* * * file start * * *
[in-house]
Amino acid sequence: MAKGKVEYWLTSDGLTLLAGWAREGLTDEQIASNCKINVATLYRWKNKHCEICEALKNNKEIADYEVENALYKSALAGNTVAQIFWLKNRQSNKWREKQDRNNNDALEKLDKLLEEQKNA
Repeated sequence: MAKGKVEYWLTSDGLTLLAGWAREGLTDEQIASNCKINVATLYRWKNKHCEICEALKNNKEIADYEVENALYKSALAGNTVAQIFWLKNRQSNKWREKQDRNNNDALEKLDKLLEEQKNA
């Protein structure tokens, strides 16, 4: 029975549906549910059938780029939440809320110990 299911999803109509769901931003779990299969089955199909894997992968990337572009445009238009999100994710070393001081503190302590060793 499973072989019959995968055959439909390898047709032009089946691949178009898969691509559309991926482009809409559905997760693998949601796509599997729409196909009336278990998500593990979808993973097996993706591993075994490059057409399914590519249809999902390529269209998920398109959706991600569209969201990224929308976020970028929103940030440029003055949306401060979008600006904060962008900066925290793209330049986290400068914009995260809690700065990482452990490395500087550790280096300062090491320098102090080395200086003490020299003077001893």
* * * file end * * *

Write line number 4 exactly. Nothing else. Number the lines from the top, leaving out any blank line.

């Protein structure tokens, strides 16, 4: 029975549906549910059938780029939440809320110990 299911999803109509769901931003779990299969089955199909894997992968990337572009445009238009999100994710070393001081503190302590060793 499973072989019959995968055959439909390898047709032009089946691949178009898969691509559309991926482009809409559905997760693998949601796509599997729409196909009336278990998500593990979808993973097996993706591993075994490059057409399914590519249809999902390529269209998920398109959706991600569209969201990224929308976020970028929103940030440029003055949306401060979008600006904060962008900066925290793209330049986290400068914009995260809690700065990482452990490395500087550790280096300062090491320098102090080395200086003490020299003077001893």